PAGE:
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Somalia: the lifting of the UN arms embargo poses serious security risks

The decision thus accepts the requests expressed for some time by the Mogadishu government, in a phase of maximum commitment against the jihadist group Al Shabaab


© Agenzia Nova - Reproduction reserved

The United Nations Security Council adopted a resolution tabled by the United Kingdom delegation to end the embargo on the supply of weapons to the Government of Somalia and its security forces, after more than 30 years. The Council also adopted a second resolution, again presented by the London delegation, to impose a new embargo on jihadist group al Shabaab. The decision thus accepts the requests expressed for some time by the Mogadishu government, moreover in a phase of maximum commitment against the jihadist group Al Shabaab. The decision represents a further political success for the president Hassan Sheikh Mohamud, whose second mandate is obtaining various international recognition in terms of the fight against terrorism and for the security of the country. “Somalia can now access weapons, buy them from other countries and borrow them from our friends to defeat the terrorist group,” the president said in a speech broadcast live on television after the vote in New York. Mohamud said the UN decision will concretely support Somalia's efforts "in maintaining peace, promoting stability and promoting economic development", and praised his government's consistency in pursuing this objective, including through capacity building of defense of the country. The Somali leader then promised Mogadishu's commitment and vigilance over the flow of weapons, with the aim of reducing the misuse and illegal purchase of weapons by private individuals rather than the government. Prime Minister Hamza Abdi Barre was also satisfied, speaking of a "historic decision" and saying he was optimistic about the country's chances of defeating Al Shabaab, now able to procure "sophisticated weapons" that are decisive on the battlefield and to "rebuild an army strong".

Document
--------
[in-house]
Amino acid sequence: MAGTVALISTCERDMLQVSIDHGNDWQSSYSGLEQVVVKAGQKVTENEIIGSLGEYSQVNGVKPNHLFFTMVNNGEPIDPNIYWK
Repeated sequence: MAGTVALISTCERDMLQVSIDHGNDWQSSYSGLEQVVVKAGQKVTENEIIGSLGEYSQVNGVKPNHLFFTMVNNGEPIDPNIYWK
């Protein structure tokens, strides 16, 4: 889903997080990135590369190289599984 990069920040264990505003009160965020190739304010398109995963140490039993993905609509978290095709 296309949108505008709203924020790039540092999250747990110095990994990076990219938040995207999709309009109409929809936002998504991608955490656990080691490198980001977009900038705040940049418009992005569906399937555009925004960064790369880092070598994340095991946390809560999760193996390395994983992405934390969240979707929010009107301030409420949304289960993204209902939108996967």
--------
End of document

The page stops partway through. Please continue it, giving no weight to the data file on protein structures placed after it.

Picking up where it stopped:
During the New York session, which was held on Friday 1 December, two resolutions were adopted, based on a reasoning that intends to distinguish between the recipients of the armed orders. The first resolution, number 2713, renews the sanctions regime imposed against al Shabaab, extending the ban on illegal imports of weapons, their components or coal, necessary to build explosives. In the framework of this resolution, the United Nations also extended the mandate of the Group of Experts assisting the multilateral body's Sanctions Committee until 15 January 2025. The second sanction, number 2714, instead lifts the embargo against the government of Somalia, a measure imposed in 1992 with the aim of protecting the Somalis from the civil war that broke out after the deposition of the president and military leader Mohamed Siad Barre, preventing the transfer of weapons between the parties to the conflict. In that difficult phase of Somali history, a quantity of weapons looted from abandoned barracks passed into the hands of local warlords, raising international concern for further destabilization of the East African country, the effects of which on regional security could have been dramatic in case of expansion of terrorism.